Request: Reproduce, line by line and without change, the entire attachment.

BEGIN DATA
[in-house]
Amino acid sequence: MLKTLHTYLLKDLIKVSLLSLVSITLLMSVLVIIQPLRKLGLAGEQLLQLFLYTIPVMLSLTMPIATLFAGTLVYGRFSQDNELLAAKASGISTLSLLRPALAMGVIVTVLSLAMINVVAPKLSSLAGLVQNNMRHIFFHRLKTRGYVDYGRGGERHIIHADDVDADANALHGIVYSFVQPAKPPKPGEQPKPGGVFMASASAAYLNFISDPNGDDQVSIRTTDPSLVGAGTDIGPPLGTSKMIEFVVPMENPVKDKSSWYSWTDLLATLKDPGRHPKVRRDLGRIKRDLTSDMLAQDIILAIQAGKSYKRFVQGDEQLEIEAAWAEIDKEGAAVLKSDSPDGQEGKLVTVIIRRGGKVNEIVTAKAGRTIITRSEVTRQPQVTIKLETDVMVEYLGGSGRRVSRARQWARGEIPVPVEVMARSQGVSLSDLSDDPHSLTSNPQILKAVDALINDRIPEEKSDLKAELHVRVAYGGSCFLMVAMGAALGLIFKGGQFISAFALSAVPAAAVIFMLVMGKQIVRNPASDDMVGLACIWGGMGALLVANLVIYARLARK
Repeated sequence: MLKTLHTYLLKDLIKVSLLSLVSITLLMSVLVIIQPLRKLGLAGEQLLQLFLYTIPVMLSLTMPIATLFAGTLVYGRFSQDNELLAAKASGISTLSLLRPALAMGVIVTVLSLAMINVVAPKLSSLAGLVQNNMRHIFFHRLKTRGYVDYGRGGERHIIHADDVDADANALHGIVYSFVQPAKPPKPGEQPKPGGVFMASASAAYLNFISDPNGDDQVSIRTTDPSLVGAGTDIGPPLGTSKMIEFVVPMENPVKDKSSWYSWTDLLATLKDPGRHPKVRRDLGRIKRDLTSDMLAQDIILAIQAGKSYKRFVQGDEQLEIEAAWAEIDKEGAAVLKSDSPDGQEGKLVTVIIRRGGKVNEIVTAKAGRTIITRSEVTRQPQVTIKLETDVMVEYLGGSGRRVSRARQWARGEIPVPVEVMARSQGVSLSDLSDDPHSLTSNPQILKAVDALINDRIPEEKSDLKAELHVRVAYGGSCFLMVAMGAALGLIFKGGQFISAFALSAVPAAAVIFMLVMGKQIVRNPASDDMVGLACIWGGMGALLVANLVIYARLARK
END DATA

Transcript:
[in-house]
Amino acid sequence: MLKTLHTYLLKDLIKVSLLSLVSITLLMSVLVIIQPLRKLGLAGEQLLQLFLYTIPVMLSLTMPIATLFAGTLVYGRFSQDNELLAAKASGISTLSLLRPALAMGVIVTVLSLAMINVVAPKLSSLAGLVQNNMRHIFFHRLKTRGYVDYGRGGERHIIHADDVDADANALHGIVYSFVQPAKPPKPGEQPKPGGVFMASASAAYLNFISDPNGDDQVSIRTTDPSLVGAGTDIGPPLGTSKMIEFVVPMENPVKDKSSWYSWTDLLATLKDPGRHPKVRRDLGRIKRDLTSDMLAQDIILAIQAGKSYKRFVQGDEQLEIEAAWAEIDKEGAAVLKSDSPDGQEGKLVTVIIRRGGKVNEIVTAKAGRTIITRSEVTRQPQVTIKLETDVMVEYLGGSGRRVSRARQWARGEIPVPVEVMARSQGVSLSDLSDDPHSLTSNPQILKAVDALINDRIPEEKSDLKAELHVRVAYGGSCFLMVAMGAALGLIFKGGQFISAFALSAVPAAAVIFMLVMGKQIVRNPASDDMVGLACIWGGMGALLVANLVIYARLARK
Repeated sequence: MLKTLHTYLLKDLIKVSLLSLVSITLLMSVLVIIQPLRKLGLAGEQLLQLFLYTIPVMLSLTMPIATLFAGTLVYGRFSQDNELLAAKASGISTLSLLRPALAMGVIVTVLSLAMINVVAPKLSSLAGLVQNNMRHIFFHRLKTRGYVDYGRGGERHIIHADDVDADANALHGIVYSFVQPAKPPKPGEQPKPGGVFMASASAAYLNFISDPNGDDQVSIRTTDPSLVGAGTDIGPPLGTSKMIEFVVPMENPVKDKSSWYSWTDLLATLKDPGRHPKVRRDLGRIKRDLTSDMLAQDIILAIQAGKSYKRFVQGDEQLEIEAAWAEIDKEGAAVLKSDSPDGQEGKLVTVIIRRGGKVNEIVTAKAGRTIITRSEVTRQPQVTIKLETDVMVEYLGGSGRRVSRARQWARGEIPVPVEVMARSQGVSLSDLSDDPHSLTSNPQILKAVDALINDRIPEEKSDLKAELHVRVAYGGSCFLMVAMGAALGLIFKGGQFISAFALSAVPAAAVIFMLVMGKQIVRNPASDDMVGLACIWGGMGALLVANLVIYARLARK